According to indian Ronaldo Apolinario, peppers are "anti-Curupira". Curupira is a boy who, as the legend goes, is the protector of the forest and has inverted feet with heels pointing forward. But the added sense of protection comes from the fact that pepper has 20 times more vitamin C than an orange.
Walking into a clearing in the woods with resident Vera Lucia is like taking a trip back in time. The baniwa people have inhabited the region for at least three thousand years. At least that is what the archaeological records show. Perhaps longer before that. And as pepper is the main ingredient in the indigenous culinary it is likely that since that time they have domesticated various pepper species that can be found in the northern Amazon.
Baniwa mythology accounts for primordial beings in the beginning, who were neither people nor animals nor plants. Then one day a group discovered the source of power over the other species. "Previously there had been a large tree in baniwa called 'cari catadapa.' And on this tree existed various types of fruit, one being pepper. Among the beings called 'wacawene' in baniwa there was a primal being called "inhapculiqueu", which is a major conqueror of all baniwa cultural aspects. Pepper has therefore been used as an instrument to protect the body itself and also to cook food.
In the rites of passage to adulthood, young people learn that pepper is bactericidal, helps prevent contamination of food consumed fresh.
Throughout the Amazon over 150 types of pepper have been catalogued and as they are planted together, the crossings have given rise to new varieties. "There are several new species, so to speak, that baniwa can not name because birds consume much pepper. Then they eat them, dropping the seeds somewhere else thus helping people spread it," says the Indian André Baniwa.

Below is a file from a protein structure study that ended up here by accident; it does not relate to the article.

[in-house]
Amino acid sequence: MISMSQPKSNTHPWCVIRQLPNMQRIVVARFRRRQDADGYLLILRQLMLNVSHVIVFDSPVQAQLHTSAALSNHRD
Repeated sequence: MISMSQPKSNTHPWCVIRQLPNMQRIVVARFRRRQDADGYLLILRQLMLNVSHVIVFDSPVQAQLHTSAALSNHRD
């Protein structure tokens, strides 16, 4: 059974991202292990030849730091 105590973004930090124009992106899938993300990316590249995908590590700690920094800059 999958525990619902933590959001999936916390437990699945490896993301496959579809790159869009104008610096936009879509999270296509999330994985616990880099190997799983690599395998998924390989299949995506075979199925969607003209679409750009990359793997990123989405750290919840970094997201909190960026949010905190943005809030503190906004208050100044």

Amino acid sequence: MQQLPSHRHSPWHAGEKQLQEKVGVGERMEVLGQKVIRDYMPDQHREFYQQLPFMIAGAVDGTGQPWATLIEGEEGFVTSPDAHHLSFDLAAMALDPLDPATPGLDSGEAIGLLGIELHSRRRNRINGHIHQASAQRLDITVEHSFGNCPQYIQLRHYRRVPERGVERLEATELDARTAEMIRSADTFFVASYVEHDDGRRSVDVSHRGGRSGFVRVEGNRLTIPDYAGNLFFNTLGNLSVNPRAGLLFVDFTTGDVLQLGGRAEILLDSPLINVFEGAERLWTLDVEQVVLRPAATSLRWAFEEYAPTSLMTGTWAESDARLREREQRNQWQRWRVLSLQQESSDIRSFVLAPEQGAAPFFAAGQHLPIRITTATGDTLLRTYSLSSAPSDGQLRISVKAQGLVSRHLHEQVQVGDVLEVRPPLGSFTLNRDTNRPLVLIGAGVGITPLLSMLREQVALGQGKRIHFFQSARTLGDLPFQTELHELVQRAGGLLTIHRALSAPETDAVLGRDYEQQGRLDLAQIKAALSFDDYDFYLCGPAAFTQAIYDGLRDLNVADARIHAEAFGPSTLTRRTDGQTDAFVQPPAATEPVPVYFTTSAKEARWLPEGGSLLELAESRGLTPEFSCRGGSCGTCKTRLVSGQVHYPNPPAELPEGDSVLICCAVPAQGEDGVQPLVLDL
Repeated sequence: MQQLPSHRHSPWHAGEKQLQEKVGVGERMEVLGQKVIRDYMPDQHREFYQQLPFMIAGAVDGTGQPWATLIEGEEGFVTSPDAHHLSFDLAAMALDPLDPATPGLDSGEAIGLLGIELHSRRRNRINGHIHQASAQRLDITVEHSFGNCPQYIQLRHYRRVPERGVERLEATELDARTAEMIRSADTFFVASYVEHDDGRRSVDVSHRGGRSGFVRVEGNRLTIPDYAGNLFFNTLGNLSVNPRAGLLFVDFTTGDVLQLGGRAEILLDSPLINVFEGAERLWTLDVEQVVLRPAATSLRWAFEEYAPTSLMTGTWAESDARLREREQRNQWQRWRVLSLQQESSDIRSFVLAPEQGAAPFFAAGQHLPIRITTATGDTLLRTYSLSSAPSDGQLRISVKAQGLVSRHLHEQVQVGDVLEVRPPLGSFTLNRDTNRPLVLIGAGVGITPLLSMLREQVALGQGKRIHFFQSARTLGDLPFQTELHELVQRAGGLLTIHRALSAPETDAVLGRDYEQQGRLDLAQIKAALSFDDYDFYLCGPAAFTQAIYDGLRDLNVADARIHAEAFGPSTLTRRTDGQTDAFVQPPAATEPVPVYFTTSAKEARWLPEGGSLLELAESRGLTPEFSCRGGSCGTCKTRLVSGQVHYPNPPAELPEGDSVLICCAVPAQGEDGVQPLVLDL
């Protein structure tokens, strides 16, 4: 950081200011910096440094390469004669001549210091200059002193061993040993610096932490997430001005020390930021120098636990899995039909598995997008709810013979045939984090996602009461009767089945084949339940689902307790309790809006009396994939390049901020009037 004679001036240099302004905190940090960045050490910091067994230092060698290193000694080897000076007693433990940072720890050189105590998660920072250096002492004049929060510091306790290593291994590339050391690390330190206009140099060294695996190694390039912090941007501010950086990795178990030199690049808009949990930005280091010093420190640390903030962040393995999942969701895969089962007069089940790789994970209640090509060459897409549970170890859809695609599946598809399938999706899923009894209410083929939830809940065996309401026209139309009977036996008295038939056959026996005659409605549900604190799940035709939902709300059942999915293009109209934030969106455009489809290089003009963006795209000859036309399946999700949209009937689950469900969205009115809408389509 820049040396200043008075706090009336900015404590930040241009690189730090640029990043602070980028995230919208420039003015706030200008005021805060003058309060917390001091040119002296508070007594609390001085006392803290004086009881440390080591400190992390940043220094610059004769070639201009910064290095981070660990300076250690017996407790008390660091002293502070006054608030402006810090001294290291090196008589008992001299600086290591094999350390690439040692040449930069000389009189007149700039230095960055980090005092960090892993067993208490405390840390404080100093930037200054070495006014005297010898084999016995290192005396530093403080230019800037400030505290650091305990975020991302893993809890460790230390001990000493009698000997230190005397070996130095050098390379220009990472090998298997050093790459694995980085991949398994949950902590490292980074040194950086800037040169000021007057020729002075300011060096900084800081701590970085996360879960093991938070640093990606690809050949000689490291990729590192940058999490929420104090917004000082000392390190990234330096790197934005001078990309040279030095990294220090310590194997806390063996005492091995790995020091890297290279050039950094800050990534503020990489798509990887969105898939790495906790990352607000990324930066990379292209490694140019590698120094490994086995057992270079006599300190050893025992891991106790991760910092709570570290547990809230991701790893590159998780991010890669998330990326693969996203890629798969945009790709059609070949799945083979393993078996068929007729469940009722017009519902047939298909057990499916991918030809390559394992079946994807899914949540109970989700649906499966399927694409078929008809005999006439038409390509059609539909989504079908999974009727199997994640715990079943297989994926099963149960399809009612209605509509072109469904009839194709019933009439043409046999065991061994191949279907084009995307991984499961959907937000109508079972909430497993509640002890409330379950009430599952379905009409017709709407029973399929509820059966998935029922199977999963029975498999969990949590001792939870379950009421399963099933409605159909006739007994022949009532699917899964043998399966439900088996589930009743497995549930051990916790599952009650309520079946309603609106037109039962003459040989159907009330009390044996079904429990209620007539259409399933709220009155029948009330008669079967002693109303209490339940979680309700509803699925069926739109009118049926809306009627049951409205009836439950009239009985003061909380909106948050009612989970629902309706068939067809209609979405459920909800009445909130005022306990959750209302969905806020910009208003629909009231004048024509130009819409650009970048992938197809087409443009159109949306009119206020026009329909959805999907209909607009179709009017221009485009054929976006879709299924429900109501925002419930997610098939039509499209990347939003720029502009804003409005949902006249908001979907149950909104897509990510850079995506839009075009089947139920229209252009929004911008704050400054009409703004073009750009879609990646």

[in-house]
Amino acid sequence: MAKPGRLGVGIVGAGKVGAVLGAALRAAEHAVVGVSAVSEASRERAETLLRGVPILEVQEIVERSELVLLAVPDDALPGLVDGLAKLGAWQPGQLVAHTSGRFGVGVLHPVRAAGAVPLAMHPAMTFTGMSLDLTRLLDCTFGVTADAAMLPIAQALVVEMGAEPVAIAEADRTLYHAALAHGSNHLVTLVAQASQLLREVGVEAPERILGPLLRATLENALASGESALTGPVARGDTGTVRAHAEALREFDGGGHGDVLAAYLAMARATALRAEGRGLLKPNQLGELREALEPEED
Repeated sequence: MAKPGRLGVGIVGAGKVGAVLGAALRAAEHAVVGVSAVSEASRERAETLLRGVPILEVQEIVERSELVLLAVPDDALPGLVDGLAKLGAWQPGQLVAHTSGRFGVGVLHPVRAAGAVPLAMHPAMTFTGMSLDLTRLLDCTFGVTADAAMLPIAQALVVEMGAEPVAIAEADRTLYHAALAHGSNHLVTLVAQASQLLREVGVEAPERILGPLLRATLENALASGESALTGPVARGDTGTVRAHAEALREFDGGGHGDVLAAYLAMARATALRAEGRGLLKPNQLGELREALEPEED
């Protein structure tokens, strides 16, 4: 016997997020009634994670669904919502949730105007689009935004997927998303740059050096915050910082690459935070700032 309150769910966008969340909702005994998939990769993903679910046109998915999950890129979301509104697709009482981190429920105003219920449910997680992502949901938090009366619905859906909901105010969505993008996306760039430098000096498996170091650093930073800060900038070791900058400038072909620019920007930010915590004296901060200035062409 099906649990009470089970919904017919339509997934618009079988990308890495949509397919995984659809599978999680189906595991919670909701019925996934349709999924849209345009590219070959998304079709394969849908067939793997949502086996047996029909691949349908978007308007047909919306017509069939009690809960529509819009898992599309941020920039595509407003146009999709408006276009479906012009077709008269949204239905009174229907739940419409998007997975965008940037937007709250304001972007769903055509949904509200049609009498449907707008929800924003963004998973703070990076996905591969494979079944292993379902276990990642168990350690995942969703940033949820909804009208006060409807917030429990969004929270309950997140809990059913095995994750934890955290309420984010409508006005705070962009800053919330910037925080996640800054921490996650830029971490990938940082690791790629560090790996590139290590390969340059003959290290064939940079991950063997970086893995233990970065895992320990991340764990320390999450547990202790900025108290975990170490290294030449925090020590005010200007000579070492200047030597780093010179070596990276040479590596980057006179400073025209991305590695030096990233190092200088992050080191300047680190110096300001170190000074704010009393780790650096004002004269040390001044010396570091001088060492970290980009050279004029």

Some villages have even pepper charmers. It's usually an old woman who inherited the secrets of ancestors and who has passed many rituals of lifelong preparation. 'Abomi', which means "grandmother" in baniwa, sings for the peppers to shine. She bestowed on us a great honor - visiting her private garden. Abomi believes to be 75 or more, diificult to tell by her face. Moreover, she is in excellent health. The explanation she has for this is because she lives next to the garden where she cultivates pepper plus all the meaning that pepper adds to cooking, health, religion and indigenous spirit. This shows how much pepper is completely blended in the baniwa culture.
The malagueta pepper is one commonly used in Brazil to make different hot sauces and add a kick to any dish. The Scoville scale, which measures the heat of chili peppers, rates the pepper at anywhere from 60,000 to 100,000 units. For reference, consider a jalapeño, which sits anywhere from 2,500 to 5,000 units.
SOURCE: (IN PORTUGUESE)